Steve Keen, the Australian economics professor who is an arch critic of economists and supporter of the money printing press, is to stand for the Australian Senate.
Economists don't get money, suggests Steve Keen, Distinguished Research Fellow at the Institute for Strategy Resilience & Security, University College of London and former professor and Head of the School of Economics, History and Politics at Kingston University London. What he means by that is that in the twee world of economic theory, especially the so-called Austrian economists, equilibrium is the order of the day. Unemployment doesn't exist in the long term because wages tend to a kind of clearing level — wages move to a level that balances out demand and supply. If innovation leads to an increase in output, prices fall. The Austrian school believes in Say's Law, which says "income generated by past production and sale of goods is the source of spending that creates demand to purchase current production."
Or, to put it another way, output creates demand for the output. And the theory would be fine if we lived in textbooks but the real world has this thing called money. If prices fall, consumers delay purchasing. A one-off fall in unemployment caused by some external event leads to a fall in aggregate demand, and the economy might fall into recession. The economist Keynes understood this. Remarkably, 80 years on from the time of Keynes, the role of money is still largely ignored by economists, suggests Keen.
A growing economy needs a growing money supply. At the moment, the money supply grows via bank lending. The economist Hyman Minsky said that this necessity for debt creates debt bubbles.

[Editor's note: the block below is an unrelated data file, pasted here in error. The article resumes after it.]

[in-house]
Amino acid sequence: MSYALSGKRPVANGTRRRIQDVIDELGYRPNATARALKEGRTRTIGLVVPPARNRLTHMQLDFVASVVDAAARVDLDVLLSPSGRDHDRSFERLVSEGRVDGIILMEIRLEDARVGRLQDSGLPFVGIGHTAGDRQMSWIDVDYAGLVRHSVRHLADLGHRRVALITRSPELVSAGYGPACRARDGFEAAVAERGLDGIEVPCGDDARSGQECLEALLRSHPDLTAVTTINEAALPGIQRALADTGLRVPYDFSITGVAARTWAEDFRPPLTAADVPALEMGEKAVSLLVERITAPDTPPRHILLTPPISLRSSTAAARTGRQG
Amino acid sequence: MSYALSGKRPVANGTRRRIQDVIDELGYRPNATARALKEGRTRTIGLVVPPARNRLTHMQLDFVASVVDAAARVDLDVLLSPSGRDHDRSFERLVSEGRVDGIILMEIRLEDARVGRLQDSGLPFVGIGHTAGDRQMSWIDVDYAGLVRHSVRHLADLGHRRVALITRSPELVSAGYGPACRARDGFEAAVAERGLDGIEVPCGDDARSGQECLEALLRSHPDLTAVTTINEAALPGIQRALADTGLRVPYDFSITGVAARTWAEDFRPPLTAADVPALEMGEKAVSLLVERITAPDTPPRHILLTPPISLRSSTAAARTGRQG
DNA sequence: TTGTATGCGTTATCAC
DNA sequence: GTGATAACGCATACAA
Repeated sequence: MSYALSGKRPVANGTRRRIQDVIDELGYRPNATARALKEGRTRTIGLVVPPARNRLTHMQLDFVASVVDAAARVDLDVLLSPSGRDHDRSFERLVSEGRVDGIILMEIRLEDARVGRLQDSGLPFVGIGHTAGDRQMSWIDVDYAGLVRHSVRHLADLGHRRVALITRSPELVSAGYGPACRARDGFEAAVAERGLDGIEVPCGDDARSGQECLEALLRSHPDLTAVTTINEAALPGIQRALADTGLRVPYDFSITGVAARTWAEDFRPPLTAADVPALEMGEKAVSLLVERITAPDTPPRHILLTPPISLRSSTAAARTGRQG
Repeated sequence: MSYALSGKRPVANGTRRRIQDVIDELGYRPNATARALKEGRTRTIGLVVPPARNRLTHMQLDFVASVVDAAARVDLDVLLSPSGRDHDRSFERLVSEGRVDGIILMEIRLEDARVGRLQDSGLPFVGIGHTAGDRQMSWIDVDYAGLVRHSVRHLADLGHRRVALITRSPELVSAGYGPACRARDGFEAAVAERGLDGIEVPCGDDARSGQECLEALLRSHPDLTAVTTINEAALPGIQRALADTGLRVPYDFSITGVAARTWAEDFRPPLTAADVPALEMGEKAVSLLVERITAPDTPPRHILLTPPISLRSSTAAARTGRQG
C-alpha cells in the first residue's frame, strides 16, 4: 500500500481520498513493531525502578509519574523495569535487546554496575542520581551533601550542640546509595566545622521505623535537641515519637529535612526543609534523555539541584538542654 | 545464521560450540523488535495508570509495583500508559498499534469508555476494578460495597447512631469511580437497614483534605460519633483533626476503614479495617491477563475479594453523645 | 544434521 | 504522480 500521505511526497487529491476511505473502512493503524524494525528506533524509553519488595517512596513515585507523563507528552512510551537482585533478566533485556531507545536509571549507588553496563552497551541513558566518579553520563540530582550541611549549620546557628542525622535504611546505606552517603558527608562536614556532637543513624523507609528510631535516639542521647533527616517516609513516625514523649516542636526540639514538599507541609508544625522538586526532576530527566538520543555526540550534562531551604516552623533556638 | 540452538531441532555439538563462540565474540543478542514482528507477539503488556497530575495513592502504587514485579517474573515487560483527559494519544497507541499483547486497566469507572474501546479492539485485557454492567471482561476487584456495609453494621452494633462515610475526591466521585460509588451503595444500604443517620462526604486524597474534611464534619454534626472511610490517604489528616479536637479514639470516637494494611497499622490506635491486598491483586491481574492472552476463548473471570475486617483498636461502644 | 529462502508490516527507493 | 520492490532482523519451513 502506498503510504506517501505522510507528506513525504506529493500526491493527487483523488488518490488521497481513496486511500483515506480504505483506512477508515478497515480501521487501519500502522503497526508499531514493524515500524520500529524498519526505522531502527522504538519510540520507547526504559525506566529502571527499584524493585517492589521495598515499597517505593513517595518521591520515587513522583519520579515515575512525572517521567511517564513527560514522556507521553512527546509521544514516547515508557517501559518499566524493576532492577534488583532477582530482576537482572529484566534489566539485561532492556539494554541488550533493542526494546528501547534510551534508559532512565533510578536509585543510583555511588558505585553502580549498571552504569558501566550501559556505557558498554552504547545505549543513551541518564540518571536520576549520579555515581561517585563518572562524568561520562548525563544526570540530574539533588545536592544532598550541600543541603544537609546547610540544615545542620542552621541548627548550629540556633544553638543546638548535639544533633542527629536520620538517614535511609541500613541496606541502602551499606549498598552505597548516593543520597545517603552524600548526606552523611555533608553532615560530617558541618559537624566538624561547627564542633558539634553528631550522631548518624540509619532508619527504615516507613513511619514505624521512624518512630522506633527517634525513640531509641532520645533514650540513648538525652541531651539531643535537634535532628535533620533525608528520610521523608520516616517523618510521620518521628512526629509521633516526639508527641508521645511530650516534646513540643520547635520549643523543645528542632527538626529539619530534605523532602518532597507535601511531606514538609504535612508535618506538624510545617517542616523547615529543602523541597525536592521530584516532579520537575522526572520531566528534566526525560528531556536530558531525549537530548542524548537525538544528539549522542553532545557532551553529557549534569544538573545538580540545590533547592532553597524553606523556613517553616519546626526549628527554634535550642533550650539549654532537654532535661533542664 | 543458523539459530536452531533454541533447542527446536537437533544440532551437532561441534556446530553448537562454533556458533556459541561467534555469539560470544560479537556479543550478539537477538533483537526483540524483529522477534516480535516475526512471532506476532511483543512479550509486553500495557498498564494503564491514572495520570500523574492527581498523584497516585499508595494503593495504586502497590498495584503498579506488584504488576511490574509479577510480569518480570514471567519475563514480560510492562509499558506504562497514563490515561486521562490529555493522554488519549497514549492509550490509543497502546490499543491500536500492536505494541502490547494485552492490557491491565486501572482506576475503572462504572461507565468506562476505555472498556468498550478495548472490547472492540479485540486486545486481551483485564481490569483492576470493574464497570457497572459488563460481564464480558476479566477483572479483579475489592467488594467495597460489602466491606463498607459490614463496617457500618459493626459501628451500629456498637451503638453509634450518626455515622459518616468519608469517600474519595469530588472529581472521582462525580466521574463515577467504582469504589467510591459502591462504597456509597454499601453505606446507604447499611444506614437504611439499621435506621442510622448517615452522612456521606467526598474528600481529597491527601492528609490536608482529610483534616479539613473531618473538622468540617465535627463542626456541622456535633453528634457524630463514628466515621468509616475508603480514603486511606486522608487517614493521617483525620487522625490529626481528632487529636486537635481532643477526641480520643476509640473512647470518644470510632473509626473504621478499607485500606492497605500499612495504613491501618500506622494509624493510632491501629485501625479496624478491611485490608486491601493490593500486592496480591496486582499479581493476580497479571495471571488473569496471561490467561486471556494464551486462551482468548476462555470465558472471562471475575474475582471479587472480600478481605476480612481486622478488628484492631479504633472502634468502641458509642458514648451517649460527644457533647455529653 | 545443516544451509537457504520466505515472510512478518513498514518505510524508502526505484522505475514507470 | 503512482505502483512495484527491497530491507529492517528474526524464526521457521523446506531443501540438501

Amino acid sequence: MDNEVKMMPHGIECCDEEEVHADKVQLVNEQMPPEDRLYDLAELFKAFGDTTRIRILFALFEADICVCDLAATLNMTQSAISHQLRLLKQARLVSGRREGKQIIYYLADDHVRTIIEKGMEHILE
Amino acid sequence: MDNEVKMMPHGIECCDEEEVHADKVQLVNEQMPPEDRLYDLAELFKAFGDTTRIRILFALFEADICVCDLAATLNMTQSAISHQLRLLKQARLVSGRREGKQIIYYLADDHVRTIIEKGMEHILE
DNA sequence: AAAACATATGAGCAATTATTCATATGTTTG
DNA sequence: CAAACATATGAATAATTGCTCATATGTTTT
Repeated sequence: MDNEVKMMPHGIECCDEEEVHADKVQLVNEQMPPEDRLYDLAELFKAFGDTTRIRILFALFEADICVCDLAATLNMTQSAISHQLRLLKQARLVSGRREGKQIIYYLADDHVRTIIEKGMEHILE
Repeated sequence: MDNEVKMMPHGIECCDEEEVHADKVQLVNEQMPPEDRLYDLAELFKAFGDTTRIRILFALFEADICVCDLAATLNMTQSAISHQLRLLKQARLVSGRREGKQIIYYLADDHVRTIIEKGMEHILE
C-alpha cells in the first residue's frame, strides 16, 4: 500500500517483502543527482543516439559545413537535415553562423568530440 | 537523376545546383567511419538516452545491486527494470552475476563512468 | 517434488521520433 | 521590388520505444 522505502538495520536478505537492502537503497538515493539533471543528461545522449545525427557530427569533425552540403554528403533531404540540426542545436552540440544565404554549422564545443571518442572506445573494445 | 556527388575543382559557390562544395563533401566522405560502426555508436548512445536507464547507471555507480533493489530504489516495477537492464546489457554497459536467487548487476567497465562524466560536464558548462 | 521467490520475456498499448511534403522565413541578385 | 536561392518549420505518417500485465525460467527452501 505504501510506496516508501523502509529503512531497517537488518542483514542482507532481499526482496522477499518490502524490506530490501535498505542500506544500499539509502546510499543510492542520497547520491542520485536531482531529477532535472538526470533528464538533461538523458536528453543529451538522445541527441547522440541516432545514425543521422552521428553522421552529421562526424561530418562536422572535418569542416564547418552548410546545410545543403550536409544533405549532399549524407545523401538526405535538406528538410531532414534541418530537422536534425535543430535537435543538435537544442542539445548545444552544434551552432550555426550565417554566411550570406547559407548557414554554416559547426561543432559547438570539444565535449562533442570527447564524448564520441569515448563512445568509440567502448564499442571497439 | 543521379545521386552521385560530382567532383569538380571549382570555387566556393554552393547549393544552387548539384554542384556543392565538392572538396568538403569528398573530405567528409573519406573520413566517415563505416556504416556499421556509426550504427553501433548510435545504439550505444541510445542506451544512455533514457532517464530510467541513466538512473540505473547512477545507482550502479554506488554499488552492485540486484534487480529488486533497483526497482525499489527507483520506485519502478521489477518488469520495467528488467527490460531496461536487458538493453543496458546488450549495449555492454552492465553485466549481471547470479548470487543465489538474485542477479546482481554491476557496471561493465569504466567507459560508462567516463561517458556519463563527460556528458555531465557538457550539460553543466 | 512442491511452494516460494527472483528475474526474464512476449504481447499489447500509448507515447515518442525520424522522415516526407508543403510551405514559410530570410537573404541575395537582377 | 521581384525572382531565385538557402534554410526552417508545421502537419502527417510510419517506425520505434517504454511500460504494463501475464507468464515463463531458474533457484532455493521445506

Steve Keen is heavily influenced by Keynes and Minsky.
Steve Keen also says economists don't get climate change. They underestimate the worse case and fail to appreciate the importance of tipping points.
In a way, Keen's way of looking at climate change is Minskyess. Minsky described tipping points in the economy.
Keen's remedy for an economy starved of demand is printing money.
His remedy for climate change is a carbon coin. Households are partially paid their salaries in the form of a carbon coin, encouraging them to consume energy with a low carbon footprint.
If technology creates greater output from less input, if exponential technologies push us closer to abundance, a classical or Austrian economist would be in favour of leaving things to market forces. Keen would probably advocate printing money to fund government spending, maybe even a form of universal basic income.
"I've always preferred a UBI and don't see UBI & JG (job guarantee) he recently tweeted.
And now Steve Keen has announced he is running for Senate in Australia's upcoming election as a member of the recently formed New Liberals.
Keen explained, "The ambition of the founder of The New Liberals, Victor Kline, was to rescue the word by forming a party which was Liberal in the philosophical and dictionary sense of the word."
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